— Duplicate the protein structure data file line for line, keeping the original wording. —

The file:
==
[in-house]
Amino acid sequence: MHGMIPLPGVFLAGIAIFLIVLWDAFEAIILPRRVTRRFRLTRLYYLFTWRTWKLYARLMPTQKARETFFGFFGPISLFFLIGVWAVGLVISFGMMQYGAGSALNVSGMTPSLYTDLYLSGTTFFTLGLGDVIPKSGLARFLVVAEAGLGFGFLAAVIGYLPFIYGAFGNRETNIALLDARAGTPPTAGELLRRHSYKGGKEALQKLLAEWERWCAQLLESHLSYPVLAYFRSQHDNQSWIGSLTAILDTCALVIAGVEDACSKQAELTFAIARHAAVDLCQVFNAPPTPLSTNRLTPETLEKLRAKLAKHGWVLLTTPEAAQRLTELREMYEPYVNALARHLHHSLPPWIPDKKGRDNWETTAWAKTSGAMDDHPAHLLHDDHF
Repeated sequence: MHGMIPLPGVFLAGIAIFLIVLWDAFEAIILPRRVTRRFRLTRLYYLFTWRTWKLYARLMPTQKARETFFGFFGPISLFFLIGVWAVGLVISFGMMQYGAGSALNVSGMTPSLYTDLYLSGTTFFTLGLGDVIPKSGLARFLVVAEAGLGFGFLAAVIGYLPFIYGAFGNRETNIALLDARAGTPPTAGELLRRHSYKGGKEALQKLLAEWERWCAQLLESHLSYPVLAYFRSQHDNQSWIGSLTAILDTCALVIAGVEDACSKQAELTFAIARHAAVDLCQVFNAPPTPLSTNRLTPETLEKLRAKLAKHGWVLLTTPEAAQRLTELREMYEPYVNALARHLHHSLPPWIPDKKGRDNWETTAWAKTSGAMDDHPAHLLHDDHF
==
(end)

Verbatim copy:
[in-house]
Amino acid sequence: MHGMIPLPGVFLAGIAIFLIVLWDAFEAIILPRRVTRRFRLTRLYYLFTWRTWKLYARLMPTQKARETFFGFFGPISLFFLIGVWAVGLVISFGMMQYGAGSALNVSGMTPSLYTDLYLSGTTFFTLGLGDVIPKSGLARFLVVAEAGLGFGFLAAVIGYLPFIYGAFGNRETNIALLDARAGTPPTAGELLRRHSYKGGKEALQKLLAEWERWCAQLLESHLSYPVLAYFRSQHDNQSWIGSLTAILDTCALVIAGVEDACSKQAELTFAIARHAAVDLCQVFNAPPTPLSTNRLTPETLEKLRAKLAKHGWVLLTTPEAAQRLTELREMYEPYVNALARHLHHSLPPWIPDKKGRDNWETTAWAKTSGAMDDHPAHLLHDDHF
Repeated sequence: MHGMIPLPGVFLAGIAIFLIVLWDAFEAIILPRRVTRRFRLTRLYYLFTWRTWKLYARLMPTQKARETFFGFFGPISLFFLIGVWAVGLVISFGMMQYGAGSALNVSGMTPSLYTDLYLSGTTFFTLGLGDVIPKSGLARFLVVAEAGLGFGFLAAVIGYLPFIYGAFGNRETNIALLDARAGTPPTAGELLRRHSYKGGKEALQKLLAEWERWCAQLLESHLSYPVLAYFRSQHDNQSWIGSLTAILDTCALVIAGVEDACSKQAELTFAIARHAAVDLCQVFNAPPTPLSTNRLTPETLEKLRAKLAKHGWVLLTTPEAAQRLTELREMYEPYVNALARHLHHSLPPWIPDKKGRDNWETTAWAKTSGAMDDHPAHLLHDDHF